Jejunostomy JEJ tube - before surgery
This webpage is intended to give adult patients information about the insertion of a surgical jejunostomy (JEJ) tube and aims to answer any questions you may have.
This is often referred to as a ‘jejunal’ or ‘JEJ’ tube.
What is a Jejunostomy tube?
A jejunostomy (JEJ) tube is a thin tube which is placed during surgery into your jejunum (small bowel). This tube allows you to be given enough nourishment and fluids until you are able to eat and drink normally again.
Some medicines can also be given through the JEJ. The JEJ can be kept in for a short or long time depending on your needs.
Why do you need to have a JEJ tube?
Your doctors want you to have a JEJ tube as they expect that you may not be able to get enough nourishment from eating as you normally would. This may be because you are too unwell and unable to do so or it may be because your doctors do not think that it will be safe for you to eat straight away after your surgery.
The JEJ tube will provide a way for nourishment to be given to you in the form of liquid food. Your dietician will discuss the type and amount of feed you will need. Having feeds this way is known as ‘enteral feeding’.
Jejunostomy feeding tube
Often, people can eat as well as having JEJ feeds. This will depend on what
your feeding difficulties are. Your doctor and dietitian will advise you on this.
How is a JEJ tube inserted and how long will I be in hospital?
A JEJ tube is inserted by your surgeon in the operating theatre when you are under anaesthetic
The JEJ tube is passed through the skin and abdomen and into your jejunum (small bowel)
After the procedure the area around the JEJ tube may be uncomfortable. If you do have any pain or discomfort around the area following insertion, then your nurse will give you some pain killers to help with this.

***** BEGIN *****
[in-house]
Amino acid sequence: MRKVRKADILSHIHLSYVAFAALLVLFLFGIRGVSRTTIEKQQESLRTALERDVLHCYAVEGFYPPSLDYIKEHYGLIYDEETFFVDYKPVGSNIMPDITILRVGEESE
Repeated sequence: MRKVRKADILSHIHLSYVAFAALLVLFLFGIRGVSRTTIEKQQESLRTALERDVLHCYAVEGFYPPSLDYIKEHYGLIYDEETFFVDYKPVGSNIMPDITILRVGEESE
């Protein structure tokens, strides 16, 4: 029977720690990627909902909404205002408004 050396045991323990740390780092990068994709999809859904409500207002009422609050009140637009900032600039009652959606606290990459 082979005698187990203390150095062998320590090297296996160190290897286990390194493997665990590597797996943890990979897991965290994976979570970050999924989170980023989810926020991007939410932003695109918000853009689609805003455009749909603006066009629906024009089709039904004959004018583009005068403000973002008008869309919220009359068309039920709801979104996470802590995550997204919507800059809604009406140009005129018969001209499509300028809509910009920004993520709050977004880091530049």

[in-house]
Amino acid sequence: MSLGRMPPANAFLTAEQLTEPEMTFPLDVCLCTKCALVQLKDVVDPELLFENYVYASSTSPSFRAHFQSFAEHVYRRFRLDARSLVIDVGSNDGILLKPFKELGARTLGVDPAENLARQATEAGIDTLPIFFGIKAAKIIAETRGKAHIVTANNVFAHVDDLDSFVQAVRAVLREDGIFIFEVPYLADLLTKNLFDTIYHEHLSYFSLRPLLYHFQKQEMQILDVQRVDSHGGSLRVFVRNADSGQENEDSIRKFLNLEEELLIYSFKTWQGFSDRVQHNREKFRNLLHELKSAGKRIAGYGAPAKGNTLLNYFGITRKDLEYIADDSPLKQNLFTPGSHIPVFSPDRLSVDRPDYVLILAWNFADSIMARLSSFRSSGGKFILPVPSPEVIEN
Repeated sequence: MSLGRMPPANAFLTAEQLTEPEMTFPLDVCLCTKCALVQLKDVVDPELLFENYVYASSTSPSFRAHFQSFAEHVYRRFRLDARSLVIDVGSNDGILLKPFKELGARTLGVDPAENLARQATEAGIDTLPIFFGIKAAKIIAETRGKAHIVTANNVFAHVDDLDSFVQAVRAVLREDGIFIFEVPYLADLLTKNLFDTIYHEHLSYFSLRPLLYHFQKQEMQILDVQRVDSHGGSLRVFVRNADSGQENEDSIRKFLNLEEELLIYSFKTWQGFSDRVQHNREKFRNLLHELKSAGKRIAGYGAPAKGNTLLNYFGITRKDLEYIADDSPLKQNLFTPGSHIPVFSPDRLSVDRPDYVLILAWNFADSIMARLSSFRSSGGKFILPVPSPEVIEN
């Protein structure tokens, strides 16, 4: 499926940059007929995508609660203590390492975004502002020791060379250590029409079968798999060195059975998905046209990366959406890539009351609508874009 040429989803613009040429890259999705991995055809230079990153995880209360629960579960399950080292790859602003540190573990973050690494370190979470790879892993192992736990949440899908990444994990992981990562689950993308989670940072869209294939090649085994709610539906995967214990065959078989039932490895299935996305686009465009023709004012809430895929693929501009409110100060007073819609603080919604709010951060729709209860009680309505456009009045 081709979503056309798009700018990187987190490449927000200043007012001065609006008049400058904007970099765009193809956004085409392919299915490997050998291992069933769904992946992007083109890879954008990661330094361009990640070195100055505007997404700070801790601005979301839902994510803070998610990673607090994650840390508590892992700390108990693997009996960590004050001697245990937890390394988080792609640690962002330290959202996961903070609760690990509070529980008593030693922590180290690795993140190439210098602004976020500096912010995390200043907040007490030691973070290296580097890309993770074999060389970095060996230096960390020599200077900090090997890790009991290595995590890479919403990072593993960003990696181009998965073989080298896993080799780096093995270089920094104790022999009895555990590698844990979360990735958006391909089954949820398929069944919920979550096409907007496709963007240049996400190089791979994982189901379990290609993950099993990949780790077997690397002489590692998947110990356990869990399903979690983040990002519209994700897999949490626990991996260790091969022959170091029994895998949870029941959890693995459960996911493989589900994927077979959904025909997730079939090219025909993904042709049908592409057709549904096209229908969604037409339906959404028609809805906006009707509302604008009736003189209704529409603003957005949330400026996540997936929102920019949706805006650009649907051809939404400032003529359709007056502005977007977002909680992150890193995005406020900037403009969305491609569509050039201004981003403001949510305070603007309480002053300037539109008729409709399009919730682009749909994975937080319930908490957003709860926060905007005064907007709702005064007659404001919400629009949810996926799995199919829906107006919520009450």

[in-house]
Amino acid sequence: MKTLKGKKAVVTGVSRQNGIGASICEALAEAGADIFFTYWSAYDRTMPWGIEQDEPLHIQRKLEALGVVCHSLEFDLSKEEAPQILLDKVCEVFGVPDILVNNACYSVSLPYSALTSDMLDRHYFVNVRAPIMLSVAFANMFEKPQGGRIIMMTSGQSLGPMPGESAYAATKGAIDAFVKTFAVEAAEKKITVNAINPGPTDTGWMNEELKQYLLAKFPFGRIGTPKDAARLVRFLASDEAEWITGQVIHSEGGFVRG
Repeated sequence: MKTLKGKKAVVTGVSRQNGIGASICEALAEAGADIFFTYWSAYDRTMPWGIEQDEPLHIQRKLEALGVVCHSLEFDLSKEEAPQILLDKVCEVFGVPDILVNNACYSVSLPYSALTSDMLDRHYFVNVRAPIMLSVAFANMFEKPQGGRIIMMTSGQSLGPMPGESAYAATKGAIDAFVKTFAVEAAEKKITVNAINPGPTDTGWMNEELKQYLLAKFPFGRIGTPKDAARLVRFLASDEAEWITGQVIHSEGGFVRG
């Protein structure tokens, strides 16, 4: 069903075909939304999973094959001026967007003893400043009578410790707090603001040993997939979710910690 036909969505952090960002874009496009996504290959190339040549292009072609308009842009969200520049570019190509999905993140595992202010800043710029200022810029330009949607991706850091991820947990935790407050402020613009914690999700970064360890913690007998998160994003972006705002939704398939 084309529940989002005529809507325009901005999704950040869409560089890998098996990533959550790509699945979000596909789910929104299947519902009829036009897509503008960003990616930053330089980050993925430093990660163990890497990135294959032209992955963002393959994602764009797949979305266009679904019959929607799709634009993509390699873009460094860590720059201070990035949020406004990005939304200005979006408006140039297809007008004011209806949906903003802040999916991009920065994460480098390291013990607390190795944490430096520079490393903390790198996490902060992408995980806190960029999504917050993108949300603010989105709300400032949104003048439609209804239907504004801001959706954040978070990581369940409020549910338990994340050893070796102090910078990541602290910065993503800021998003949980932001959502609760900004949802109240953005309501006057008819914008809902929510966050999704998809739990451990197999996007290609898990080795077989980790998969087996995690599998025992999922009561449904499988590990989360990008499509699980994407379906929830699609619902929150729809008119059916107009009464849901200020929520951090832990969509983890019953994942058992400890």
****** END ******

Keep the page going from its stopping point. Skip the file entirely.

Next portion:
If your doctor thinks you are well enough and able to, you may be able to feed at home using the JEJ tube. You will need to stay in hospital for a few days so that you can learn how to look after and use the JEJ tube.
Risks, benefits and effects on quality of life
As each patient is different, these will be discussed with you by your doctor before the decision to have the JEJ tube.
What to do if you have you any questions?
If you have any questions these can be answered by the nurse, dietitian or doctor on the ward. After you go home, these can be answered by your community nurse, community dietician or GP. It is sometimes a good idea to write your questions down.
Before you are discharged home you will be given an aftercare booklet and the contact numbers needed will be included in there.
The Patient Advice and Liaison Service (PALS) can offer on-the-spot advice and information about the NHS.
For further information about health conditions and treatment options, you may wish to have a look at the NHS Choices website. On this website there is an information prescription generator which brings together a wealth of approved patient information from the NHS and charity partners which you may find helpful.
Leaflet to download
You can also download a PDF version of the information on this page.pdf